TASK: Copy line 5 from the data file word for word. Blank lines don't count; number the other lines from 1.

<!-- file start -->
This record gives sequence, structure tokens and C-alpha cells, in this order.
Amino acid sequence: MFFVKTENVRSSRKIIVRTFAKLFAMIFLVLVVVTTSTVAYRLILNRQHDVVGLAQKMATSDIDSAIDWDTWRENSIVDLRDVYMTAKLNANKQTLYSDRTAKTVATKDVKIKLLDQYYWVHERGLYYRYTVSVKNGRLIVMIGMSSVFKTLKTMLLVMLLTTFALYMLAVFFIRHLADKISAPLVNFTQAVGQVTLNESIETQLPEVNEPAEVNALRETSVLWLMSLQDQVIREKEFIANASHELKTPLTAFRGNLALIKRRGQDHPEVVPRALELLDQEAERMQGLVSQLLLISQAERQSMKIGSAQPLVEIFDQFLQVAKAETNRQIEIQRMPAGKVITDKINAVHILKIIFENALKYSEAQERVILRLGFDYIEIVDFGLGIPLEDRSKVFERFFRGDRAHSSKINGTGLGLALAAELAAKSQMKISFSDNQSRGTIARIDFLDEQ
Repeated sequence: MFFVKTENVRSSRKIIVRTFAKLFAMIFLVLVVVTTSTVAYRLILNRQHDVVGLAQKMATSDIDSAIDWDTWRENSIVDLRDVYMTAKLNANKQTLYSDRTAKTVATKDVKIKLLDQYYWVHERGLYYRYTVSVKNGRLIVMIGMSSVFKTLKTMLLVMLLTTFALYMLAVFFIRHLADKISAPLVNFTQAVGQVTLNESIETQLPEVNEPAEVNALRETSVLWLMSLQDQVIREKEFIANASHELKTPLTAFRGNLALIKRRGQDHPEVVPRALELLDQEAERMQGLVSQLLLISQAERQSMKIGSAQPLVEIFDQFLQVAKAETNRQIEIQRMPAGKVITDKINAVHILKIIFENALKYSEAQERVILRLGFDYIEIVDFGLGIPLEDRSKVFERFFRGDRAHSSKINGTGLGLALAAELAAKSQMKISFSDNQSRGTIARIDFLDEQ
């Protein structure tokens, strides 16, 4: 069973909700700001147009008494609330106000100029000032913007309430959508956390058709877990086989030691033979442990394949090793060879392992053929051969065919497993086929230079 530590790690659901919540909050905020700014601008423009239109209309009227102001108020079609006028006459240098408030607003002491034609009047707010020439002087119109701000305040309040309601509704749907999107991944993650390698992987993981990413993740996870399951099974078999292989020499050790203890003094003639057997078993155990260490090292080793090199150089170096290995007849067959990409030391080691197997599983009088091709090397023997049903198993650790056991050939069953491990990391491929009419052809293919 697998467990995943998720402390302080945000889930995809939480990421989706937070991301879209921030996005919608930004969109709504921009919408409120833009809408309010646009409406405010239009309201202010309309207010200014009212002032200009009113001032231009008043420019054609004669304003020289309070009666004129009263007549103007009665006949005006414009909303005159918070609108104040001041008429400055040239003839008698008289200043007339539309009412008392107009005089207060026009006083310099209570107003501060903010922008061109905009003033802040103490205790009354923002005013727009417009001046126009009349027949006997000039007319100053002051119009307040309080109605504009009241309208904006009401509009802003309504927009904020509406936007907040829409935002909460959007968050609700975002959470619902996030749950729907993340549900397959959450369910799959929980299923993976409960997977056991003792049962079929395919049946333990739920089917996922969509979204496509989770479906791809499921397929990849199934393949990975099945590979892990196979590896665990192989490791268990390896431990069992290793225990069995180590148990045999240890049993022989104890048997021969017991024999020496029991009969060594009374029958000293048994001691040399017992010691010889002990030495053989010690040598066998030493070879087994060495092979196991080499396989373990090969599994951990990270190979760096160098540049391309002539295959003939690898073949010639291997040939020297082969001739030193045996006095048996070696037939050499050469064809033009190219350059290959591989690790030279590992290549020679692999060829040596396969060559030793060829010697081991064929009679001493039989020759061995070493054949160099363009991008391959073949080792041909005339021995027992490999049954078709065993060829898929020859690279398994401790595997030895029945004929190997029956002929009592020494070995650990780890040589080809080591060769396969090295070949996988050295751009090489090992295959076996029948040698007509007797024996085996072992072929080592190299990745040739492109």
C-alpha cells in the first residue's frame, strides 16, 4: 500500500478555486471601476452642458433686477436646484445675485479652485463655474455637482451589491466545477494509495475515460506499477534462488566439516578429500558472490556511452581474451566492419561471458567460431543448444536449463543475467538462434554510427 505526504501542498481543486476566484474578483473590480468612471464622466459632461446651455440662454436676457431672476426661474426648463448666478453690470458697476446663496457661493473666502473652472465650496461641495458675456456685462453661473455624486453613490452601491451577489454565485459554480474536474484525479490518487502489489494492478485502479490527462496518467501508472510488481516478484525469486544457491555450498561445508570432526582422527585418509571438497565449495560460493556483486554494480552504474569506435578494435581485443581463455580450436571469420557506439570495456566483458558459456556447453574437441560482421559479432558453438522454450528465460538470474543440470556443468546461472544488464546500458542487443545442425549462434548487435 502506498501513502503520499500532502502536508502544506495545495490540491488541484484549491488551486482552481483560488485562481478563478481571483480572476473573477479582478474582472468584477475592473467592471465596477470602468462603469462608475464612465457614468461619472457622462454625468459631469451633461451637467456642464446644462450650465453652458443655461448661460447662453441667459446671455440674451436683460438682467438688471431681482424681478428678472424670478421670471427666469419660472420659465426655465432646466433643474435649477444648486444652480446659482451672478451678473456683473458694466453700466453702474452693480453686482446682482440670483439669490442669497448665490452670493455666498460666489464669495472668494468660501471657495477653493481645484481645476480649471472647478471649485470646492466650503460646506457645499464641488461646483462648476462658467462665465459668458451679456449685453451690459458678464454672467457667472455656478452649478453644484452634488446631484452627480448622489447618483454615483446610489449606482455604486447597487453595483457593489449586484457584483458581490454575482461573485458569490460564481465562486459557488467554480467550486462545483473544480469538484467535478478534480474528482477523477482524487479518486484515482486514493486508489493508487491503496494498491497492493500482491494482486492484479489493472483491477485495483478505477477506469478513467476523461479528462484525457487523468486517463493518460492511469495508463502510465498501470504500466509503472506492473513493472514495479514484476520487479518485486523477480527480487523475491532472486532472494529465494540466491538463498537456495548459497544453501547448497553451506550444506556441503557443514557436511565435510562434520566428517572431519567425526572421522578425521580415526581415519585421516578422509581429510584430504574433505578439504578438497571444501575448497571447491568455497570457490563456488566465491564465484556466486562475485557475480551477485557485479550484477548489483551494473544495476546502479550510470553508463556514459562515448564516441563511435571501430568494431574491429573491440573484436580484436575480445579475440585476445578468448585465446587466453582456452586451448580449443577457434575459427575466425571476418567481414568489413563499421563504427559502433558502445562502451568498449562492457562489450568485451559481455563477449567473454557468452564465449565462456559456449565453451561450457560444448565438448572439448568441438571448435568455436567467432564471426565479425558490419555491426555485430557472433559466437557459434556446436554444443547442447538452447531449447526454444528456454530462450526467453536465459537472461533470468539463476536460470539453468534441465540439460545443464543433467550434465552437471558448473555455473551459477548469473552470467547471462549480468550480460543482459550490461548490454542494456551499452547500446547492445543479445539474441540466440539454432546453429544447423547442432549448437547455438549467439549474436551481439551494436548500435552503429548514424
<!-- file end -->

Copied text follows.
C-alpha cells in the first residue's frame, strides 16, 4: 500500500478555486471601476452642458433686477436646484445675485479652485463655474455637482451589491466545477494509495475515460506499477534462488566439516578429500558472490556511452581474451566492419561471458567460431543448444536449463543475467538462434554510427 505526504501542498481543486476566484474578483473590480468612471464622466459632461446651455440662454436676457431672476426661474426648463448666478453690470458697476446663496457661493473666502473652472465650496461641495458675456456685462453661473455624486453613490452601491451577489454565485459554480474536474484525479490518487502489489494492478485502479490527462496518467501508472510488481516478484525469486544457491555450498561445508570432526582422527585418509571438497565449495560460493556483486554494480552504474569506435578494435581485443581463455580450436571469420557506439570495456566483458558459456556447453574437441560482421559479432558453438522454450528465460538470474543440470556443468546461472544488464546500458542487443545442425549462434548487435 502506498501513502503520499500532502502536508502544506495545495490540491488541484484549491488551486482552481483560488485562481478563478481571483480572476473573477479582478474582472468584477475592473467592471465596477470602468462603469462608475464612465457614468461619472457622462454625468459631469451633461451637467456642464446644462450650465453652458443655461448661460447662453441667459446671455440674451436683460438682467438688471431681482424681478428678472424670478421670471427666469419660472420659465426655465432646466433643474435649477444648486444652480446659482451672478451678473456683473458694466453700466453702474452693480453686482446682482440670483439669490442669497448665490452670493455666498460666489464669495472668494468660501471657495477653493481645484481645476480649471472647478471649485470646492466650503460646506457645499464641488461646483462648476462658467462665465459668458451679456449685453451690459458678464454672467457667472455656478452649478453644484452634488446631484452627480448622489447618483454615483446610489449606482455604486447597487453595483457593489449586484457584483458581490454575482461573485458569490460564481465562486459557488467554480467550486462545483473544480469538484467535478478534480474528482477523477482524487479518486484515482486514493486508489493508487491503496494498491497492493500482491494482486492484479489493472483491477485495483478505477477506469478513467476523461479528462484525457487523468486517463493518460492511469495508463502510465498501470504500466509503472506492473513493472514495479514484476520487479518485486523477480527480487523475491532472486532472494529465494540466491538463498537456495548459497544453501547448497553451506550444506556441503557443514557436511565435510562434520566428517572431519567425526572421522578425521580415526581415519585421516578422509581429510584430504574433505578439504578438497571444501575448497571447491568455497570457490563456488566465491564465484556466486562475485557475480551477485557485479550484477548489483551494473544495476546502479550510470553508463556514459562515448564516441563511435571501430568494431574491429573491440573484436580484436575480445579475440585476445578468448585465446587466453582456452586451448580449443577457434575459427575466425571476418567481414568489413563499421563504427559502433558502445562502451568498449562492457562489450568485451559481455563477449567473454557468452564465449565462456559456449565453451561450457560444448565438448572439448568441438571448435568455436567467432564471426565479425558490419555491426555485430557472433559466437557459434556446436554444443547442447538452447531449447526454444528456454530462450526467453536465459537472461533470468539463476536460470539453468534441465540439460545443464543433467550434465552437471558448473555455473551459477548469473552470467547471462549480468550480460543482459550490461548490454542494456551499452547500446547492445543479445539474441540466440539454432546453429544447423547442432549448437547455438549467439549474436551481439551494436548500435552503429548514424